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Filtration


/filˈtrāSHən/

Noun, pl. filtrations

1. Commonly the mechanical or physical operation which is used for the separation of solids from fluids (liquids or gases) by interposing a medium through which only the fluid can pass. Oversize solids in the fluid are retained, but the separation is not complete; solids will be contaminated with some fluid and filtrate will contain fine particles (depending on the pore size and filter thickness). Filtration is also used to describe some biological processes, especially in water treatment and sewage treatment in which undesirable constituents are removed by absorption into a biological film grown on or in the filter medium as in slow sand filtration. (wikipedia.org)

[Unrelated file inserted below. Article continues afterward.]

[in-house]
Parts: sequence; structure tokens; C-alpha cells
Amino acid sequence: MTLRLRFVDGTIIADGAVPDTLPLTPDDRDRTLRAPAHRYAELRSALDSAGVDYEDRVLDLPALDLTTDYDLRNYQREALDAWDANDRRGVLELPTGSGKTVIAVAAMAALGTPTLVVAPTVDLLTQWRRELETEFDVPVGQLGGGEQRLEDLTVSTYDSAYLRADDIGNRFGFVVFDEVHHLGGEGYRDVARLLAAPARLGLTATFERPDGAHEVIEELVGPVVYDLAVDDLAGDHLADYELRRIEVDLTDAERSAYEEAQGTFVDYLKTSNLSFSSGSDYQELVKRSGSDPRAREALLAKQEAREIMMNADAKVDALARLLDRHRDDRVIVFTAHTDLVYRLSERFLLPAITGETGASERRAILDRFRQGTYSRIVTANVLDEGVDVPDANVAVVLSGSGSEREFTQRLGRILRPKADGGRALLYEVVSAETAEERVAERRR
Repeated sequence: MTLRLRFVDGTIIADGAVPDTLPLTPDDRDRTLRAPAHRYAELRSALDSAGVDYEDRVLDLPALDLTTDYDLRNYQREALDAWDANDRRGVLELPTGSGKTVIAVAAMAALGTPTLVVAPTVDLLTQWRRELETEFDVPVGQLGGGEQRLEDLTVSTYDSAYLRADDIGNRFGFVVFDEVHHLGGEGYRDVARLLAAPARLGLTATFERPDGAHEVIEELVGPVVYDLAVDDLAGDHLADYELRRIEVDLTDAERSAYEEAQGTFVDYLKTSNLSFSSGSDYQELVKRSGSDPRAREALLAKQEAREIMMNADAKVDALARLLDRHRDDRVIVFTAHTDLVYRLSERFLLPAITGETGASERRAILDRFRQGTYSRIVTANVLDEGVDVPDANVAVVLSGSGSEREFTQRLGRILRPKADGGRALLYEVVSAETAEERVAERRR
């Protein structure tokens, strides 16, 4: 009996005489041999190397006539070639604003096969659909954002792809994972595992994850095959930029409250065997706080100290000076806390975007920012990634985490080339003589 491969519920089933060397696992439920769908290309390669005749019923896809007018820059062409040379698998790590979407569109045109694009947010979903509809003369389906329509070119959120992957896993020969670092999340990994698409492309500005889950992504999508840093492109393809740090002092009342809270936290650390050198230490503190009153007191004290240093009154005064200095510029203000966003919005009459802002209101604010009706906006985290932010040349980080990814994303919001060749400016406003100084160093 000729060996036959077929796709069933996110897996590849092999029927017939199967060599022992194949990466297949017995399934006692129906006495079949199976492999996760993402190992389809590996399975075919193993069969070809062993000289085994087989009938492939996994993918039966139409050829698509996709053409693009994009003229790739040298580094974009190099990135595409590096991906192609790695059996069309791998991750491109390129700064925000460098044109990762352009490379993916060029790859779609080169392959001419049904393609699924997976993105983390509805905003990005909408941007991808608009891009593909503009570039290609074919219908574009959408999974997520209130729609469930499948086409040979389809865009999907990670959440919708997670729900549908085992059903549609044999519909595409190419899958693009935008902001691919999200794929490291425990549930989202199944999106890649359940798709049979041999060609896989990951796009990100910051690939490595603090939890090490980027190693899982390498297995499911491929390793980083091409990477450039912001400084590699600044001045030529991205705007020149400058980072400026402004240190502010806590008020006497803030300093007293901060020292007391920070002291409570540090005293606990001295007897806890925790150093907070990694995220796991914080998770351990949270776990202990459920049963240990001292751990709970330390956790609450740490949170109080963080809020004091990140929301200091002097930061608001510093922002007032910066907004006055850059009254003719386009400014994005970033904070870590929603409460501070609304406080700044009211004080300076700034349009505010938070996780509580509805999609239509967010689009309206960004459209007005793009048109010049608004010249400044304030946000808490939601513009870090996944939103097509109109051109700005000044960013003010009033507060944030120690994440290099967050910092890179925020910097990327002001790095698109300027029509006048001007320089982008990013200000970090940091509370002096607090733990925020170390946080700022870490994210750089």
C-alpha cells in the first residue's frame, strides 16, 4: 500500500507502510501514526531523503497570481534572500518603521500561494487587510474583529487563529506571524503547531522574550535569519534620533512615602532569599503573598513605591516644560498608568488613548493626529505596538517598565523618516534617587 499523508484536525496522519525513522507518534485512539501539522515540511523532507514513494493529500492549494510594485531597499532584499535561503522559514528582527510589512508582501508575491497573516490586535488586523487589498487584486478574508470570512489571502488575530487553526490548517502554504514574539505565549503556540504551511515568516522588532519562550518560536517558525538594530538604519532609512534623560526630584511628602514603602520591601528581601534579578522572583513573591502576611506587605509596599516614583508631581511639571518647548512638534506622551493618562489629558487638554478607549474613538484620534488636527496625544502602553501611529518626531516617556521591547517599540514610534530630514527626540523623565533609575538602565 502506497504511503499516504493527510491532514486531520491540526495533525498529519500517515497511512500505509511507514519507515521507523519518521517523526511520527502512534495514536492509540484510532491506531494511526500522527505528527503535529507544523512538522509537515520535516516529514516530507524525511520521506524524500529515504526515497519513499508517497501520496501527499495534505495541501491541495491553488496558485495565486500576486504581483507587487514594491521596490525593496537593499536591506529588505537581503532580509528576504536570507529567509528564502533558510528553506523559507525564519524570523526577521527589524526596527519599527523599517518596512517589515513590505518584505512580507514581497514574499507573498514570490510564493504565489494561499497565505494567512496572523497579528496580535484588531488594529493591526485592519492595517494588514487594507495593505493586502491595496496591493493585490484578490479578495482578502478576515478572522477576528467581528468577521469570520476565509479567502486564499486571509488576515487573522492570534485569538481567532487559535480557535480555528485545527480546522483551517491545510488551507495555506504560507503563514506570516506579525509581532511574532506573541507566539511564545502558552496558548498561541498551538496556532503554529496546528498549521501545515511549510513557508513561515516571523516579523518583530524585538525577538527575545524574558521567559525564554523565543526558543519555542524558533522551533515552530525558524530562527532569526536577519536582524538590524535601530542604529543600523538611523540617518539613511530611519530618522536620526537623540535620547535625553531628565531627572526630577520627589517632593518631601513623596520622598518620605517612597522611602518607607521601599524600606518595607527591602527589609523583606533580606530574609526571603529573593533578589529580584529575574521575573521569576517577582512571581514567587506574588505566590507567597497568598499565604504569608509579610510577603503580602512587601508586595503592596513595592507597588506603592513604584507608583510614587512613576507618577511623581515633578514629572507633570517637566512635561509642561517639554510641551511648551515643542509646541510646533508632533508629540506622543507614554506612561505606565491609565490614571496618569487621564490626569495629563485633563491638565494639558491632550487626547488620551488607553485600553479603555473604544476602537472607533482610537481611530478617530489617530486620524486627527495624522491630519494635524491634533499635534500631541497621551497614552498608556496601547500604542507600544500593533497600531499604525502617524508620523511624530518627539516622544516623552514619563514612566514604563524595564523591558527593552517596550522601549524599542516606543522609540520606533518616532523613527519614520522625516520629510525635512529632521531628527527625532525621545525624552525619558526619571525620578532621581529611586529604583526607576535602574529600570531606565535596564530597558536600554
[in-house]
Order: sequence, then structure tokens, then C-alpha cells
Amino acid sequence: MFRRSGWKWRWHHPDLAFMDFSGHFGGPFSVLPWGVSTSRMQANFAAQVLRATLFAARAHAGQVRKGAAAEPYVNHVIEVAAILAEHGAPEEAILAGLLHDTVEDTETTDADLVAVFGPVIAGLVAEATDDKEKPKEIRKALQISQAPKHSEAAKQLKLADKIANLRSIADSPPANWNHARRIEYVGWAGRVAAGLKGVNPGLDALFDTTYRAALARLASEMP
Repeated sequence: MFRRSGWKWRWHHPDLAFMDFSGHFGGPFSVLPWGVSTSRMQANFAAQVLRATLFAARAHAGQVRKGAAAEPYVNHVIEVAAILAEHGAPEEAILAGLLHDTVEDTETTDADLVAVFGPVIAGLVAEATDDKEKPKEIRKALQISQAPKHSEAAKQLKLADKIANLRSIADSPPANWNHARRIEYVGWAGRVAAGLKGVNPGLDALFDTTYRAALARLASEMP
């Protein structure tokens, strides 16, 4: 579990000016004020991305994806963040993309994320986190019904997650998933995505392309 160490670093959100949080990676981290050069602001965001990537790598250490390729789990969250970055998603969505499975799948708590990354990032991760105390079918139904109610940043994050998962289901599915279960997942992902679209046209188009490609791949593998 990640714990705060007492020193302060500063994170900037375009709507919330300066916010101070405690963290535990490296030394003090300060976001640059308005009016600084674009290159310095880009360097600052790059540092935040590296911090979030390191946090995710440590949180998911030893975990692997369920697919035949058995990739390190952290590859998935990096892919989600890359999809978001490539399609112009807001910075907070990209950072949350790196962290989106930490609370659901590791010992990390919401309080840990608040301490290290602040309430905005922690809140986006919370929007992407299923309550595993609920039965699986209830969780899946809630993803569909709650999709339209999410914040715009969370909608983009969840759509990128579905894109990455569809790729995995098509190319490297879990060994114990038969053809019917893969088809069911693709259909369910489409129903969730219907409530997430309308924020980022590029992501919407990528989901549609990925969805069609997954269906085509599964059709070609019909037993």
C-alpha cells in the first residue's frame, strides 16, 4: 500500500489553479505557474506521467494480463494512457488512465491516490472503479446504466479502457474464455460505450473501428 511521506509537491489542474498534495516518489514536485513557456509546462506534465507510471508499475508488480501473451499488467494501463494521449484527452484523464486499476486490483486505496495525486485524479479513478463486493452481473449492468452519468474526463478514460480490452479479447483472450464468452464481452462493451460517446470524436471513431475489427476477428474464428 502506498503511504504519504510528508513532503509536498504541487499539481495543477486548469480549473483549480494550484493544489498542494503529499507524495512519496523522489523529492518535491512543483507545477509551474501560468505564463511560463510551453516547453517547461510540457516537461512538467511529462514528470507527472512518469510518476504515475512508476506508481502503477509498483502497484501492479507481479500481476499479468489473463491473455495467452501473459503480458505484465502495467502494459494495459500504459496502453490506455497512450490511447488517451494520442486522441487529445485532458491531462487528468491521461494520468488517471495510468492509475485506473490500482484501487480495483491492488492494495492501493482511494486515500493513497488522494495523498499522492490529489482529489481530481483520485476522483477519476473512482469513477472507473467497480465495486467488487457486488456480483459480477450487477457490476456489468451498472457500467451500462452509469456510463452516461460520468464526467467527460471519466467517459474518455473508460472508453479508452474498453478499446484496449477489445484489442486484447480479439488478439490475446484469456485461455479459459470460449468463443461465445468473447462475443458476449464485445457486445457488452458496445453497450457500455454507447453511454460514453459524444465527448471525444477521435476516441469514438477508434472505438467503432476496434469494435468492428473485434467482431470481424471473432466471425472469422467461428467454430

2. The act or process of filtering; the mechanical separation of a liquid from the undissolved particles floating in it. (wiktionary.org)

3. The movement of water and solutes across the cell membrane due to hydrostatic pressure from the cardiovascular system. (biology-online.org)

4. The process of separating suspended particles from the fluid through a porous material in which the fluid can pass while the suspended particles are retained. (biology-online.org)

5. The process whereby fluids pass through a filter or a filtering medium. (wordnetweb.princeton.edu)

Word origin: From Medieval Latin filtrum “felt,” which was used to strain impurities from liquid


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